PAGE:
International Justice Monitor

A project of the Open Society Justice Initiative

Guatemalan Genocide Trial Back on Track?

Statement from the Washington Office on Latin America on trial developments:

Recent developments in the trial of General Efraín Ríos Montt and José Mauricio Rodríguez—including last week’s ruling by Judge Carol Patricia Flores to annul all previous proceedings and the Guatemalan Constitutional Court’s ruling earlier this week that the case must be transferred from the presiding judge, Judge Jazmín Barrios, to Judge Flores— have created a cloud of uncertainty surrounding the trial and have raised questions about Guatemala’s commitment to the rule of law, as well as the justice system’s ability to take on such a case (for more information, see WOLA’s April 24 statement). However, in an encouraging move, yesterday the Constitutional Court issued a ruling that compels Judge Flores … Continue Reading

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ICTJ Legal Experts Discuss State of Trial

Susan Kemp, prosecutions consultant for the Intenational Center for Transitional Justice and Marcie Merksy, Director of ICTJ’s Program Office are interviewed in a podcast that has been released today.

Informed by extensive work in both criminal justice and Guatemala, they offer an analysis of the dramatic events of the past week, discuss the legal and political complexities of the case, and consider possible scenarios that could develop in the coming days and weeks.

Click on this link to ICTJ’s website:

http://ictj.org/news/justice-guatemala-what-happened-rios-montt-trial-and-where-can-it-go-here

Adama Dieng, UN Special Advisor on Prevention of Genocide, Calls for Rios Montt Trial to be Completed

Statement of the Special Adviser of the Secretary-General on the Prevention of Genocide, Mr. Adama Dieng, on the judicial process against the former Head of State and former Chief of Intelligence of Guatemala

(New York, 23 April 2013) The Special Adviser on the Prevention of Genocide, Mr. Adama Dieng, urges the judicial authorities involved in the trial of former Head of State Jose Efrain Rios Montt and former Chief of Intelligence Jose Mauricio Rodriguez Sanchez to conclude the case and bring accountability for the atrocity crimes committed during the internal armed conflict in Guatemala, which lasted from 1960 to 1996.

Jose Efrain Rios Montt and Jose Mauricio Rodriguez face charges of genocide and crimes against humanity in relation to human rights violations … Continue Reading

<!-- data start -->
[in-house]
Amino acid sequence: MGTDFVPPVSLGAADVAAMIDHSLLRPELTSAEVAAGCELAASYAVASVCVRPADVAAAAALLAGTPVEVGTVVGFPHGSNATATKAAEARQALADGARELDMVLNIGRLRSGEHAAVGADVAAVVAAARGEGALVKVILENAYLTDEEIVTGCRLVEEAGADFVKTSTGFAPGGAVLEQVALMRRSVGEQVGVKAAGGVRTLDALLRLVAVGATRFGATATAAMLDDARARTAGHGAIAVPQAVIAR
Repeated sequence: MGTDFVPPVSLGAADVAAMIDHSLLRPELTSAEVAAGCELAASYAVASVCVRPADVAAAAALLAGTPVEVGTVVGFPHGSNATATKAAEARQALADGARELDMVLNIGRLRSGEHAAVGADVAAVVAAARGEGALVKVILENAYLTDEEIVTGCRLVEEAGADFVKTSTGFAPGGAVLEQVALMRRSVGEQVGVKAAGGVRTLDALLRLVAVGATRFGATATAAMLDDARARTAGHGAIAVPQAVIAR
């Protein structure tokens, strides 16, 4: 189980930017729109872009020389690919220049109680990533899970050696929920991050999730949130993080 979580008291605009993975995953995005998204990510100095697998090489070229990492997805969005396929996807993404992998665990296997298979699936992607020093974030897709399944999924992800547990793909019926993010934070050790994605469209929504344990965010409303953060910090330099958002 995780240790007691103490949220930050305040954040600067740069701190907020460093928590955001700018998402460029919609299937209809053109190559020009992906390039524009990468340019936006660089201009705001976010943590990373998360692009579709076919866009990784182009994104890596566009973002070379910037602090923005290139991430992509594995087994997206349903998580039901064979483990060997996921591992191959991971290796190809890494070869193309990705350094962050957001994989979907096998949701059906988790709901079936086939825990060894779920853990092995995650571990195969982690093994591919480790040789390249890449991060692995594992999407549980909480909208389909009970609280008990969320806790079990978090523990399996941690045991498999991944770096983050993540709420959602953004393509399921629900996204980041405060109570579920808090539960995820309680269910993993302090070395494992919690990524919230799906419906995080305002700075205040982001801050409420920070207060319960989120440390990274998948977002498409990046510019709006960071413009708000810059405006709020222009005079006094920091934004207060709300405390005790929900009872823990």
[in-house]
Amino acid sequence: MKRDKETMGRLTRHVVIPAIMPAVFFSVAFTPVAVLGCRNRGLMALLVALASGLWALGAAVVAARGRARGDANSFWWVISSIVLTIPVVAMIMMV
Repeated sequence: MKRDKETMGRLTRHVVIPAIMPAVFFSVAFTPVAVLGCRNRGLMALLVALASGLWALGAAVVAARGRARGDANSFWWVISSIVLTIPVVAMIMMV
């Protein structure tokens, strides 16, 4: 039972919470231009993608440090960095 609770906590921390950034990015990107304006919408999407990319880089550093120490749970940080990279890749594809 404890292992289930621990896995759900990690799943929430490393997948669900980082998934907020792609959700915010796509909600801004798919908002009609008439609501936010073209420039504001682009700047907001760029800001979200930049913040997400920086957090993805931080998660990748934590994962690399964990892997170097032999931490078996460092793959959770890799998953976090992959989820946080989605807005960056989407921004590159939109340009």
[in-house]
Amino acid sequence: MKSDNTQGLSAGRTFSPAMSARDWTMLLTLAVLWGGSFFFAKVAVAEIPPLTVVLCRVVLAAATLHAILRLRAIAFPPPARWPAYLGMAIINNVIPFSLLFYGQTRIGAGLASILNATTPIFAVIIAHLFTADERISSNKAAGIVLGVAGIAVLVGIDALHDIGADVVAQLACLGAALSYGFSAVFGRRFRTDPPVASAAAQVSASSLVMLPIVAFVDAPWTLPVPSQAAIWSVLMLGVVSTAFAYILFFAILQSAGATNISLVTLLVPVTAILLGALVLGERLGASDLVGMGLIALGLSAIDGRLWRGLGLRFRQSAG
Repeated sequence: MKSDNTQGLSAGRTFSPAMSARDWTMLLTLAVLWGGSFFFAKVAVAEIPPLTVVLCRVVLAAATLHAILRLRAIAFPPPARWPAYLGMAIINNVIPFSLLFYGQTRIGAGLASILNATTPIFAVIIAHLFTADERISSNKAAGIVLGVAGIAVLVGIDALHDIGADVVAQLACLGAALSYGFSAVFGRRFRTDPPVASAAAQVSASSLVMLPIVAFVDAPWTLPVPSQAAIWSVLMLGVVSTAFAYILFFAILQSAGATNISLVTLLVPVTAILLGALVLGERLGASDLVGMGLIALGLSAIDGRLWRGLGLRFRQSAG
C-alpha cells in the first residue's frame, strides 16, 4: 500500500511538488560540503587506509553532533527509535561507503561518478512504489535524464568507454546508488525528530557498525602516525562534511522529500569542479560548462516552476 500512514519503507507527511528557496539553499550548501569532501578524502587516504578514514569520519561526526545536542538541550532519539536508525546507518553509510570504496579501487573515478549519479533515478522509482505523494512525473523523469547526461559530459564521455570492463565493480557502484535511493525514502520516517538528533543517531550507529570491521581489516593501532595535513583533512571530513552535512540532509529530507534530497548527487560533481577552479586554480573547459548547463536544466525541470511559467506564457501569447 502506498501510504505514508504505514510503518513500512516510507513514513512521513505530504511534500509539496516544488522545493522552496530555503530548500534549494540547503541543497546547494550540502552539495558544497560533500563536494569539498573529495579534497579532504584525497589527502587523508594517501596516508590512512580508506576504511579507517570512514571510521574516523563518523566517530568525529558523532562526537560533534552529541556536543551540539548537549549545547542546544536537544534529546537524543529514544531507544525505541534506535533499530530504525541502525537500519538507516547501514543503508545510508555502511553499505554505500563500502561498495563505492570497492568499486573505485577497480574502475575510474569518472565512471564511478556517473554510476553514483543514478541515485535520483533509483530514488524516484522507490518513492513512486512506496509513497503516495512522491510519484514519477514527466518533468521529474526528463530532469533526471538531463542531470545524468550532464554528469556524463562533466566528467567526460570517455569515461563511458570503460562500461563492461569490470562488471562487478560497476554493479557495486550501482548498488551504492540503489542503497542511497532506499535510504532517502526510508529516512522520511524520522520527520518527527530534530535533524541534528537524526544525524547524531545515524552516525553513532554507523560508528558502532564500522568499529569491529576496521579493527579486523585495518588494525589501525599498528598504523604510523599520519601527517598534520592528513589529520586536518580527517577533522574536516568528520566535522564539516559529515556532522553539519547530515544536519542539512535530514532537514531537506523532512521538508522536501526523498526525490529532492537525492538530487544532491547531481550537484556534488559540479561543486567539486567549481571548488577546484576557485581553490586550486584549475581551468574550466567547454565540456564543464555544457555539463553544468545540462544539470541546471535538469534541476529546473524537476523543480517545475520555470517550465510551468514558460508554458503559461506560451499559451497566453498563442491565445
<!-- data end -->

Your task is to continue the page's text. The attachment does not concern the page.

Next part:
Rights Groups Urge Completion of Guatemala Genocide Trial

Four international legal and human rights groups are together urging all concerned to ensure that the current trial in Guatemala of former president Efrain Rios Montt on charges of genocide and crimes against humanity proceeds with due respect for judicial independence.

The four are: the Open Society Justice Initiative, the International Center for Transitional Justice (ICTJ), the Center for Justice and International Law (CEJIL), and the Washington Office on Latin America (WOLA).

The trial of Ríos Montt, a former general who ruled Guatemala from 1982-3, opened in Guatemala City on March 19. Together with Mauricio Rodriguez Sanchez, his former head of military intelligence, Rios Montt faces charges of genocide and other crimes arising from atrocities against members of the country’s Mayan Ixil … Continue Reading

Strong Statements of Concern, including from the President, Polarize Guatemalan Public Opinion in the Final Days of Rios Montt Genocide Trial

The historic trial on charges of genocide and crimes against humanity of Efrain Ríos Montt, the former general who ruled Guatemala from 1982-3, has been ongoing since March 19. After nearly five weeks, the trial is expected to come to a close later this week.

However, in recent days there has been very strong pressure in opposition to the trial from prominent voices in Guatemala, and assertions that the trial is inconsistent with peace in the country—indeed that the trial is “betraying the peace and dividing Guatemala.” This statement was formally endorsed on Tuesday by Guatemala’s President Otto Perez Molina.

Ríos Montt, and his former director of military intelligence, Mauricio Rodriguez Sanchez, face charges arising from military operations largely targeting Guatemala’s Mayan … Continue Reading

Elisabeth Patterson: The Rios Montt Trial – Have Efforts Been Made to Integrate the Mayan Perspective?